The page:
Saturday, March 20, 2010

get a mentor

I'm getting close to finishing up my series of postings on making pottery-- or any art-- your business. If you haven't read my five brilliant points yet, read them right here. Today I'm writing about point #1: get a mentor.

I put mentoring as #1 because in my case, having a mentor was vital toward establishing my pottery business. My whole life, I wanted to be an artist as a profession. No other profession remotely appealed to me as much as being an artist. But that goal always seemed very fuzzy and vague. After all, there is not a clear road toward becoming a professional artist. If you want to be a doctor, one knows exactly what to do. But to be an artist is in a completely different realm, and the path toward becoming an artist reflects the difficulty in being an artist. One must fashion it for oneself, which requires creativity, drive, vision, and desire.

Having a mentor is one of the things you can do to help yourself see that path wending through the woods. Your mentor should be somebody who has achieved a level of success in their field that you are trying to achieve. And remember, you will have lots of mentors over the years, so don't get stuck on trying to choose the perfect person. You may outgrown a mentor or even surpass them. Your goals may change. Your life may change.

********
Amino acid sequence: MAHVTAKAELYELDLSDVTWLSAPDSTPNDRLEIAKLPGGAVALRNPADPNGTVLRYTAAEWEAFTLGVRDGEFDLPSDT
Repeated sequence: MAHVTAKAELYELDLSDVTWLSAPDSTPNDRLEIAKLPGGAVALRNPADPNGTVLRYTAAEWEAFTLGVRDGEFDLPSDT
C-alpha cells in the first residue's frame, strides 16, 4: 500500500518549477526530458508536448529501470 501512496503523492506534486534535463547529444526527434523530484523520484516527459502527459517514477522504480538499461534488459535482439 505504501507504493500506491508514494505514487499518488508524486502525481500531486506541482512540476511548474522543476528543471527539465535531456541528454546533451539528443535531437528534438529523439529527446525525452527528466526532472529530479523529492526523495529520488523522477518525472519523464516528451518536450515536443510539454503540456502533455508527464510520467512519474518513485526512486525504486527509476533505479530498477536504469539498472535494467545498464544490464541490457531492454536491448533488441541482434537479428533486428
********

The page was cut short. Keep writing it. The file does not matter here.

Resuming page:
So, how does one find a mentor? In my case, I worked for a woman for several years who was a successful ceramic artist. There was no formal agreement that she was my mentor, and I didn't think of her that way, she was simply my boss. But while I worked for her, I was absorbing all of her success and learning how she ran her little business, which taught me more in two years than I ever could have learned anywhere else.

Finding someone to work for is probably the easiest way to learn from a mentor. Look around your area, and find the people whose success you want to emulate. Work for them for free, if you can. I never told my boss this, but I would have totally worked for her for free even though I was a poor college student and needed money. If you can't work for someone else or can't find someone in your area, then get online. Look through your network and find someone through your connections. Make the connection if you don't have one.

Basically, if you want a mentor, you have to go out and get one. And yes, it means getting out there and pushing past your comfort boundaries. You may get rejected, not everyone is interested in guiding others. It may take you a little while to find the right person who can give you the help you need. Help yourself find the right person by making a list of what you would like to get out of a mentor relationship. Some things might be:
  • advice on applying to the right shows.
  • honest feedback on your work.
  • help in meeting the "right" people in your field.
Does anyone else have advice on finding a mentor, or are you interested in being a mentor? Post here so someone can find you!